(Backstory: “In the Blink of an Eye” by Walter Murch is based on a lecture he gave to editors. It’s one of the most highly acclaimed articles on editing and is full of technical and practical guidance rather than broad, high-level theory, which can be needlessly confusing and not practical for real-world editors who need practical advice on how to make their edits work.)
Returning to the present,
Do you have trouble figuring out when the video cuts “work”? You can be a novice at video editing and lack the “gut instinct” of a seasoned editor. You can fix this issue using “The Rule of Six.”
Despite being a technical task, video editing is about stories, not tools. Examine your pictures, their placement, when you cut, and other storytelling aspects critically to develop as a conscientious editor.
We’ll present you with a variety of historical editing theories today so you may make more intelligent choices.
The Rule of SIX
- Emotion: How will this cut affect viewers’ emotions at this specific point in the movie?
- Story: Does the edit make a significant advancement in the plot?
- Rhythm: Does the cut occur at a beat that fits the rhythm?
- Eye trace: How does the cut affect where and how the audience’s attention moves in that particular movie?
- 2D Place of Screen: Is the axis appropriately followed in the two-dimensional plane of the screen?
- 3D space: Is the cut accurate in terms of the established spatial and physical relationships in three dimensions?
It’s all about priorities
Emotion, plot, rhythm, eye trace, 2D screen plane, and 3D space are the six “conditions” Murch defines for a good cut. His opinions on each differ. Because he views emotion as the most significant editing aspect, it comes in first.
Preserve it at all costs.
Never put the story before the emotions. Before rhythm, before eye trace, before planarity, and before spatial continuity, comes the story. Start at the bottom and work your way up if you are unable to achieve all six requirements. Emotion has a greater influence (51%), compared to story, rhythm, eye trace, the 2D screen plane, and 3D space altogether.
Go with feeling, if some edits give you a lovely rhythm, some muddle the story, and some capture the intensity of a moment. Cut to the chase if everything else fails.
But, how to edit?
We’ve only covered later modifications up until this point. the beginning? How do you begin a video to pique interest and provide sufficient context for the audience to understand? Here, both inductive and deductive openings are useful.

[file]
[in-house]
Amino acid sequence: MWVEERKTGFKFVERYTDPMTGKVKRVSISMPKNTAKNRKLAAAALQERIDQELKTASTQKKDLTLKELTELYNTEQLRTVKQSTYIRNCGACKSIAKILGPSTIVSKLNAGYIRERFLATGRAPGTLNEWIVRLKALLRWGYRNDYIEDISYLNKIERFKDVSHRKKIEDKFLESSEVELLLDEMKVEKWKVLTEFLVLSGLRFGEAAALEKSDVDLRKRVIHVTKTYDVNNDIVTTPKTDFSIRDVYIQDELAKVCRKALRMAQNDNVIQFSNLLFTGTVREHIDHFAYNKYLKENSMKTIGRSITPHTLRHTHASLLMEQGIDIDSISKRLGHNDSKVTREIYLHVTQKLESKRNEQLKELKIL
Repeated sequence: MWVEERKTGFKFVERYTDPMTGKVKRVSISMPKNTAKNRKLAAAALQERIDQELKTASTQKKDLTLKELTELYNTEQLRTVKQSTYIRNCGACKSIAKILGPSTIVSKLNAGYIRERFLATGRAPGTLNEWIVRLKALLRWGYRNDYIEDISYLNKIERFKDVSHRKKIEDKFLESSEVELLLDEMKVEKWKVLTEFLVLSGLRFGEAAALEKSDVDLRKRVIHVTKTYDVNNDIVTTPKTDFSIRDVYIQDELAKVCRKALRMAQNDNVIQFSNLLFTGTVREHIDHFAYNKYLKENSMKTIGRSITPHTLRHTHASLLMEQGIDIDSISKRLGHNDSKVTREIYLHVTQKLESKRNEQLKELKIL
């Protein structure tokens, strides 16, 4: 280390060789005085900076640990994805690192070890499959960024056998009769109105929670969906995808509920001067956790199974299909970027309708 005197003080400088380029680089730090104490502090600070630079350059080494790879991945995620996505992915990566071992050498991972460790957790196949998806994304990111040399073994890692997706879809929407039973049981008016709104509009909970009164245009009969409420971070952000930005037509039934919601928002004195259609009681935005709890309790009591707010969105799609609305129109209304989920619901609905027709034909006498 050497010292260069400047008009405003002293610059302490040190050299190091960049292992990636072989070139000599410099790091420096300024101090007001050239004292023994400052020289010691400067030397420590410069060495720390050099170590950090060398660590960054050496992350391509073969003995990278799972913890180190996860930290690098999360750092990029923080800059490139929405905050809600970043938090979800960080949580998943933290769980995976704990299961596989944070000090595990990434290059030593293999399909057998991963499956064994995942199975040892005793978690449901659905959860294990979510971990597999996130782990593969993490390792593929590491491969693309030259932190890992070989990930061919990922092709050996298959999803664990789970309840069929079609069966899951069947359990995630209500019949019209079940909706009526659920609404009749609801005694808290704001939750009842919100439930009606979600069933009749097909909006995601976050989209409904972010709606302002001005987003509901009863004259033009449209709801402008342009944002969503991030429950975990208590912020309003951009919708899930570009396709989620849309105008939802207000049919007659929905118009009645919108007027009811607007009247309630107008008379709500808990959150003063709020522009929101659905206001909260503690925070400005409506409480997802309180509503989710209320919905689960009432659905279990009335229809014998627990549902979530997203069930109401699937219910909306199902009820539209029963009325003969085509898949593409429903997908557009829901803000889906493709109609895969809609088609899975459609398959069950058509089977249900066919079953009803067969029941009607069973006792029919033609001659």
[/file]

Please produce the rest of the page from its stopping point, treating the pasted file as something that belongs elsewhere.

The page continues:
Deductive beginnings are typical of film openings. As a result of the abundance of visual media we today consume, audiences were less visually literate when motion pictures were originally created. In order to collect context before approaching a scene, these first viewers had to be carefully led through space.
Consider the following as an illustration of a logical opening:
A movie might start with a drone shot of a forest flying high. Given the character’s attachment to nature, it works beautifully for this photo. Before zooming in to reveal the interior and introducing the key players in the film, it shifts to a close-up shot of a car hurtling down the road.
We are now visually literate enough, to begin with, a close-up and then gradually go out to a wide shot that provides that context. As a result, inductive openings are a bit more current addition to the cinema. They can also be slightly more difficult to execute because your viewer needs to be guided very carefully through that area.
Consider the following as an example of this kind of opening:
The main character’s feet are shown in a close-up after a hazy fade from across the street, which leads to a close-up of his face in the following shot. These pictures give us the impression that he is clearly focused on something, but we can’t tell what it is. An inductive opening is effective for a number of reasons, including this. We don’t yet have the complete context, so it has a sense of mystery and appeal that just kind of draws you in. Our primary character is only genuinely seen when we smash cut to that wide shot.
That’s a cut
Murch’s principles of editing for cinema can help you navigate any piece of content the next time you’re stuck or want to elevate a project to impress the client and get them out of their cubicle and over to AP so you can increase your rate.
The essence of filmmaking is this: storytellers elevate feelings, emotions, and plot points into something more, something shareable, on screen, using the instruments of their trade.
Writing Credit – Drishti Shah